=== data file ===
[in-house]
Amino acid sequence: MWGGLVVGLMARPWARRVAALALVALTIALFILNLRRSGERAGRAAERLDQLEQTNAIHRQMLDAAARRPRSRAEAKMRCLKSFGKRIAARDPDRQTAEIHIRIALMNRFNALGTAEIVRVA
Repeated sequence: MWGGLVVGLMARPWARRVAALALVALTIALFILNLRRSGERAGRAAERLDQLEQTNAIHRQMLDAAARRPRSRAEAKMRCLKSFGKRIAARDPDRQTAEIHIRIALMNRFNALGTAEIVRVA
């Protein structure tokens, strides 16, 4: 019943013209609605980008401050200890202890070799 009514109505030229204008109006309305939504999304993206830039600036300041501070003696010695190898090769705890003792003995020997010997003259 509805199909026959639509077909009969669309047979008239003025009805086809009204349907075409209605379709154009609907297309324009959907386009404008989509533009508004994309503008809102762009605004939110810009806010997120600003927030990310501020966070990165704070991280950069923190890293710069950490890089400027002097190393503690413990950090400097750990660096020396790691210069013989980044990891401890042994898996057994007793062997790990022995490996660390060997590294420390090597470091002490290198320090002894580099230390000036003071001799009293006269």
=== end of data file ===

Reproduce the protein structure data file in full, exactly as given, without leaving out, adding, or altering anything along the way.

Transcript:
[in-house]
Amino acid sequence: MWGGLVVGLMARPWARRVAALALVALTIALFILNLRRSGERAGRAAERLDQLEQTNAIHRQMLDAAARRPRSRAEAKMRCLKSFGKRIAARDPDRQTAEIHIRIALMNRFNALGTAEIVRVA
Repeated sequence: MWGGLVVGLMARPWARRVAALALVALTIALFILNLRRSGERAGRAAERLDQLEQTNAIHRQMLDAAARRPRSRAEAKMRCLKSFGKRIAARDPDRQTAEIHIRIALMNRFNALGTAEIVRVA
């Protein structure tokens, strides 16, 4: 019943013209609605980008401050200890202890070799 009514109505030229204008109006309305939504999304993206830039600036300041501070003696010695190898090769705890003792003995020997010997003259 509805199909026959639509077909009969669309047979008239003025009805086809009204349907075409209605379709154009609907297309324009959907386009404008989509533009508004994309503008809102762009605004939110810009806010997120600003927030990310501020966070990165704070991280950069923190890293710069950490890089400027002097190393503690413990950090400097750990660096020396790691210069013989980044990891401890042994898996057994007793062997790990022995490996660390060997590294420390090597470091002490290198320090002894580099230390000036003071001799009293006269």